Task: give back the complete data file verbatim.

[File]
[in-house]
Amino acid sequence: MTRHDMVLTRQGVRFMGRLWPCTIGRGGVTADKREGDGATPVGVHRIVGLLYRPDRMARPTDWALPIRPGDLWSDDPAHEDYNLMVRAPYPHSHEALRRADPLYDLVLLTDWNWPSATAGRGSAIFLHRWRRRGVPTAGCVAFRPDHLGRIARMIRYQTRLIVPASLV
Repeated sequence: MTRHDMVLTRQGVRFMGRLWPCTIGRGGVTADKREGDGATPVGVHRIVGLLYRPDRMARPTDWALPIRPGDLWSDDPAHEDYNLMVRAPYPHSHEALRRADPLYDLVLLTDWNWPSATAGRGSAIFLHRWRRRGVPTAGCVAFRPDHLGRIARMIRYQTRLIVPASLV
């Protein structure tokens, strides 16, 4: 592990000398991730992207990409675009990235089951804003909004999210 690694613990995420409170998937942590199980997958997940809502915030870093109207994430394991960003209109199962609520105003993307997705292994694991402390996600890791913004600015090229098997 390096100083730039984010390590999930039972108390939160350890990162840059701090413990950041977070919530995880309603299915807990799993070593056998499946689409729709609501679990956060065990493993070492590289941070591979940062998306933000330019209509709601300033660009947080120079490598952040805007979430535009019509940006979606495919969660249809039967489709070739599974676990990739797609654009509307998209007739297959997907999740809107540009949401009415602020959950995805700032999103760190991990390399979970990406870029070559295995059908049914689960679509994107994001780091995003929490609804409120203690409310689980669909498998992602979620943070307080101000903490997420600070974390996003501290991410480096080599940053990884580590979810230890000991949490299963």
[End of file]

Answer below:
[in-house]
Amino acid sequence: MTRHDMVLTRQGVRFMGRLWPCTIGRGGVTADKREGDGATPVGVHRIVGLLYRPDRMARPTDWALPIRPGDLWSDDPAHEDYNLMVRAPYPHSHEALRRADPLYDLVLLTDWNWPSATAGRGSAIFLHRWRRRGVPTAGCVAFRPDHLGRIARMIRYQTRLIVPASLV
Repeated sequence: MTRHDMVLTRQGVRFMGRLWPCTIGRGGVTADKREGDGATPVGVHRIVGLLYRPDRMARPTDWALPIRPGDLWSDDPAHEDYNLMVRAPYPHSHEALRRADPLYDLVLLTDWNWPSATAGRGSAIFLHRWRRRGVPTAGCVAFRPDHLGRIARMIRYQTRLIVPASLV
């Protein structure tokens, strides 16, 4: 592990000398991730992207990409675009990235089951804003909004999210 690694613990995420409170998937942590199980997958997940809502915030870093109207994430394991960003209109199962609520105003993307997705292994694991402390996600890791913004600015090229098997 390096100083730039984010390590999930039972108390939160350890990162840059701090413990950041977070919530995880309603299915807990799993070593056998499946689409729709609501679990956060065990493993070492590289941070591979940062998306933000330019209509709601300033660009947080120079490598952040805007979430535009019509940006979606495919969660249809039967489709070739599974676990990739797609654009509307998209007739297959997907999740809107540009949401009415602020959950995805700032999103760190991990390399979970990406870029070559295995059908049914689960679509994107994001780091995003929490609804409120203690409310689980669909498998992602979620943070307080101000903490997420600070974390996003501290991410480096080599940053990884580590979810230890000991949490299963």